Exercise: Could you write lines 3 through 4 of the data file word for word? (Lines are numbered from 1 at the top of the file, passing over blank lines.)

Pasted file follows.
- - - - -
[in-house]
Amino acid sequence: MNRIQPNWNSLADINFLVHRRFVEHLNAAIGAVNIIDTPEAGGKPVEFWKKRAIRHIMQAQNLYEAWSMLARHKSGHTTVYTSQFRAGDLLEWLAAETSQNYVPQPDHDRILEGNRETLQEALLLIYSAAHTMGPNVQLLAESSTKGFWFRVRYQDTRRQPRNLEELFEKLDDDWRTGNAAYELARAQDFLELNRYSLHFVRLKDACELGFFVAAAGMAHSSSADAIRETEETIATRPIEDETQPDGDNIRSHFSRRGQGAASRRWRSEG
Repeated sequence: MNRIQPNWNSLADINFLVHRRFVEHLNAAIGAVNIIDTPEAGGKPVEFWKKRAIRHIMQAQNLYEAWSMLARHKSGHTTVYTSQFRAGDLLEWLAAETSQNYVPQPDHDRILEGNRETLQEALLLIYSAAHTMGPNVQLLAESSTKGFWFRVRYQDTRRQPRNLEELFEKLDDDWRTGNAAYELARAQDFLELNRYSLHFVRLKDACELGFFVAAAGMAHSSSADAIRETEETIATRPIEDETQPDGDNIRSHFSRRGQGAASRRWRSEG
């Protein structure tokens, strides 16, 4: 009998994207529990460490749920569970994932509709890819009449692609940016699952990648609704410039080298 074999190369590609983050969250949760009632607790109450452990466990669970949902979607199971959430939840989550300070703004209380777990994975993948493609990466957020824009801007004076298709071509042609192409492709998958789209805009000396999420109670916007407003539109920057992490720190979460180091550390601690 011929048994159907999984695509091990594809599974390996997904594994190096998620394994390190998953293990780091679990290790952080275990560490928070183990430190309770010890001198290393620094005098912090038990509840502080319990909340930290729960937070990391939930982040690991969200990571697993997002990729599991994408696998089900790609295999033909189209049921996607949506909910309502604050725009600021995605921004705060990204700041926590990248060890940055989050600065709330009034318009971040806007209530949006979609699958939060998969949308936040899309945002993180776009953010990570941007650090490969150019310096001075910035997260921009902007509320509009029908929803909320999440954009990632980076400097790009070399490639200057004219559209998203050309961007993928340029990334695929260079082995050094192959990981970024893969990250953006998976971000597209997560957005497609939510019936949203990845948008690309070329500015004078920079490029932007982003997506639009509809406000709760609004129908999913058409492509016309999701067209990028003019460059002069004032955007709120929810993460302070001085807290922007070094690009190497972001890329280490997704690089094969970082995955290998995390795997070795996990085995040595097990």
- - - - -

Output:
Repeated sequence: MNRIQPNWNSLADINFLVHRRFVEHLNAAIGAVNIIDTPEAGGKPVEFWKKRAIRHIMQAQNLYEAWSMLARHKSGHTTVYTSQFRAGDLLEWLAAETSQNYVPQPDHDRILEGNRETLQEALLLIYSAAHTMGPNVQLLAESSTKGFWFRVRYQDTRRQPRNLEELFEKLDDDWRTGNAAYELARAQDFLELNRYSLHFVRLKDACELGFFVAAAGMAHSSSADAIRETEETIATRPIEDETQPDGDNIRSHFSRRGQGAASRRWRSEG
């Protein structure tokens, strides 16, 4: 009998994207529990460490749920569970994932509709890819009449692609940016699952990648609704410039080298 074999190369590609983050969250949760009632607790109450452990466990669970949902979607199971959430939840989550300070703004209380777990994975993948493609990466957020824009801007004076298709071509042609192409492709998958789209805009000396999420109670916007407003539109920057992490720190979460180091550390601690 011929048994159907999984695509091990594809599974390996997904594994190096998620394994390190998953293990780091679990290790952080275990560490928070183990430190309770010890001198290393620094005098912090038990509840502080319990909340930290729960937070990391939930982040690991969200990571697993997002990729599991994408696998089900790609295999033909189209049921996607949506909910309502604050725009600021995605921004705060990204700041926590990248060890940055989050600065709330009034318009971040806007209530949006979609699958939060998969949308936040899309945002993180776009953010990570941007650090490969150019310096001075910035997260921009902007509320509009029908929803909320999440954009990632980076400097790009070399490639200057004219559209998203050309961007993928340029990334695929260079082995050094192959990981970024893969990250953006998976971000597209997560957005497609939510019936949203990845948008690309070329500015004078920079490029932007982003997506639009509809406000709760609004129908999913058409492509016309999701067209990028003019460059002069004032955007709120929810993460302070001085807290922007070094690009190497972001890329280490997704690089094969970082995955290998995390795997070795996990085995040595097990």